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Kliff Kingsbury explains when he fell in love with the up-tempo offense

Texas Tech head coach Kliff Kingsbury traveled to Bristol today and stopped by the podcast studio to sit with Ivan Maisel. Naturally, the conversation turned to the up-tempo offense.

You'd never be able to tell after the way he's called plays the last two seasons, but Kingsbury didn't fall in love at first site with the up-tempo offense. Upon introduction when he arrived at Houston in 2008, serving as an offensive quality control assistant under head coach Kevin Sumlin and offensive coordinator Dana Holgorsen, Kingsbury needed some convincing before he became a believer. Turns out, he just needed to see the up-tempo pace in action. 

"Having played quarterback, you kind of want everything set so you can see it and you can process it so I wasn't a big fan until I saw the results of it and what it does to a defense," Kingsbury said. "We've just continued to expand the package, expand the package. You see it around the country. People are doing a great job of taking advantage of the rules."

The conversation segued into Kingsbury's thoughts on the idea, stemming from comments by Nick Saban and Bret Bielema, that the no-huddle offense was unsafe for defense players. 

"Until I see some statistics or factual information of injuries, things of that nature, I think it's all about practicing at a tempo that prepares them for it each and every week. If you're playing an opponent that's going to push the pace on offense that week, the defense better be ready for it," Kingsbury said.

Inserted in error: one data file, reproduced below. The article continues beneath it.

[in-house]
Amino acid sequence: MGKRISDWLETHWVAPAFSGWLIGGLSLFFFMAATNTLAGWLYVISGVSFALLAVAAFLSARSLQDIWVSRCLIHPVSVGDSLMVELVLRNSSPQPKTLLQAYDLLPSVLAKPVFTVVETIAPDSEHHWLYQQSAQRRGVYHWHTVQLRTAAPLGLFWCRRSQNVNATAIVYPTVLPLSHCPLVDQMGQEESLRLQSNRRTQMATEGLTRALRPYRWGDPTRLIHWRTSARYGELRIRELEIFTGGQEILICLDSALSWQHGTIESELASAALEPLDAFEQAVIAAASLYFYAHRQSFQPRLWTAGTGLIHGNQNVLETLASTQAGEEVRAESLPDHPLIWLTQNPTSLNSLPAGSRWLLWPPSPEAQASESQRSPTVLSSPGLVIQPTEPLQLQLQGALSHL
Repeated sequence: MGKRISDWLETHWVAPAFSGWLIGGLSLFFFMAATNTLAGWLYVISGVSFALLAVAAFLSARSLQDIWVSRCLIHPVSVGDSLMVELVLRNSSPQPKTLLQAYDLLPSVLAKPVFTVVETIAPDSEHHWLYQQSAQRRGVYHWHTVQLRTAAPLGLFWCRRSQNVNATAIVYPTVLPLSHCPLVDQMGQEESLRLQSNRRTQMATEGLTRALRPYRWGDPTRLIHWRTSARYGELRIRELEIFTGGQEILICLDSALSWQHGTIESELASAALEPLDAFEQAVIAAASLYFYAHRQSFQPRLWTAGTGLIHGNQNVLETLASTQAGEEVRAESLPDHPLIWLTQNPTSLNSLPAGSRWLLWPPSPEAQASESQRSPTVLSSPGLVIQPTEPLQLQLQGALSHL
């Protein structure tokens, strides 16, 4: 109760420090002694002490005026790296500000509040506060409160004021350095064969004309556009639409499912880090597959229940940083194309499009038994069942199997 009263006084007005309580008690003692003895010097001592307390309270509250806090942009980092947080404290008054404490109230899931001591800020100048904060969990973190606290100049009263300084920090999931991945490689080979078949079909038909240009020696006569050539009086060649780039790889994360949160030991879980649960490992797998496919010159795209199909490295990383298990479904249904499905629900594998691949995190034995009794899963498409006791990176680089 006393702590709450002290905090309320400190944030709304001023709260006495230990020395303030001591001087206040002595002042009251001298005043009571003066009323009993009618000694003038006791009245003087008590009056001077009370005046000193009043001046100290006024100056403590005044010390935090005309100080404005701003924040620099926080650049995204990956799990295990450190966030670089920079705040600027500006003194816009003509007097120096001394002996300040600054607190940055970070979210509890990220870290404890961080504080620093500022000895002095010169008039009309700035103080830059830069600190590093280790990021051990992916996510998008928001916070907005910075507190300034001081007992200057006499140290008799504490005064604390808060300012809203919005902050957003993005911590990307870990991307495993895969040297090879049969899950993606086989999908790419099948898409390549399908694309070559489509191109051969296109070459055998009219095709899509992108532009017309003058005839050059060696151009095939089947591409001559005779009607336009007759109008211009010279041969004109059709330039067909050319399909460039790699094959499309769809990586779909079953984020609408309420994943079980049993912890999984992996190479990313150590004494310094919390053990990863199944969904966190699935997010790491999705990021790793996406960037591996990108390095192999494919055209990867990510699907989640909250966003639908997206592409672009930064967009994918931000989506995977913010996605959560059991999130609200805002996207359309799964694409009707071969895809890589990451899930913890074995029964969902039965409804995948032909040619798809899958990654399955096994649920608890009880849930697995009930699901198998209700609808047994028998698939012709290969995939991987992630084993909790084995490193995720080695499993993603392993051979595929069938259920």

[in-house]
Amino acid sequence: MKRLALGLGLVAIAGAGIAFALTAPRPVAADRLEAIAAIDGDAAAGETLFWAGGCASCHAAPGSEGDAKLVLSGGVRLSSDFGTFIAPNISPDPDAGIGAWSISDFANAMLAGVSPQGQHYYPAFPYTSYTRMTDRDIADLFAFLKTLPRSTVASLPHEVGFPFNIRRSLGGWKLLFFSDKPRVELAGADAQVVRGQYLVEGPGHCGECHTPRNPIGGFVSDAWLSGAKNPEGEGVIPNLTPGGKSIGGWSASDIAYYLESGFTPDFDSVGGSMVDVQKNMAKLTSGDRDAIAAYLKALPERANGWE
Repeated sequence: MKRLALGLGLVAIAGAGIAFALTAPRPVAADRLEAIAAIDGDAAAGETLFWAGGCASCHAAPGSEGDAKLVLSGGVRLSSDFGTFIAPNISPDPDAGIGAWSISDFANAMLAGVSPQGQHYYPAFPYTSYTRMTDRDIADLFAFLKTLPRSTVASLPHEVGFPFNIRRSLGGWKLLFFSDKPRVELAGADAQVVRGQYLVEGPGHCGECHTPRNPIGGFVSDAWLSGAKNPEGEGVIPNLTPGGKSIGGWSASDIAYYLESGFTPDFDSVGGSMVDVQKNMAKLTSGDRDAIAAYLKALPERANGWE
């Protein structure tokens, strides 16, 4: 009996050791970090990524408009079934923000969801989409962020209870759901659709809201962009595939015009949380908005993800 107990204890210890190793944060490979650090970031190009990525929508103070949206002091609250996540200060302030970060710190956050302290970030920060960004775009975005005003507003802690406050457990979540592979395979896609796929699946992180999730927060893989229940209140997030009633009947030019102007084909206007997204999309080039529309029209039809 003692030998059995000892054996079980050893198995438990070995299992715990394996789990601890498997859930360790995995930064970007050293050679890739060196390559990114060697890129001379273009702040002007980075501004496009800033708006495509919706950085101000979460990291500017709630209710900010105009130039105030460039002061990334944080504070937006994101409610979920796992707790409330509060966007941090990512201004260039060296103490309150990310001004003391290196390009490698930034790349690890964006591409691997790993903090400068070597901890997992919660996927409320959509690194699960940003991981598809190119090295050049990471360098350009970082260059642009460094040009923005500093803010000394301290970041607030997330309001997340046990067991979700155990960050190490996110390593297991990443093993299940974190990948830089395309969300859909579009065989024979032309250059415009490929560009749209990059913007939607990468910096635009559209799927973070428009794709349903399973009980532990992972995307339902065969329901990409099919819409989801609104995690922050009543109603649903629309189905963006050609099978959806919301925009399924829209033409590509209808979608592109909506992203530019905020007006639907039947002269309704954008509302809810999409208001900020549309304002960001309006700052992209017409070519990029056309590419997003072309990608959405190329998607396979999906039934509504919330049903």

Now that he's a head coach, Kingsbury takes equal responsibility for both sides of the ball. With that in mind, Maisel asked Kingsbury how he planned to evaluate what exactly constitutes good defense in a game where a team is forced to defend 80 or more snaps. 

"Especially in the Big 12, some of those teams have good defenses but the yards per game are way up there. It's about creating turnovers and being solid in the red zone when they get down there. Hold them to field goals or keep them out of the end zone," Kingsbury explained. "I think it's just kind of the way the game's going. When you see Bill Belichick doing it to the extent they do it up in New England, as we all know he's a defensive genius. I just think people are playing to the rules."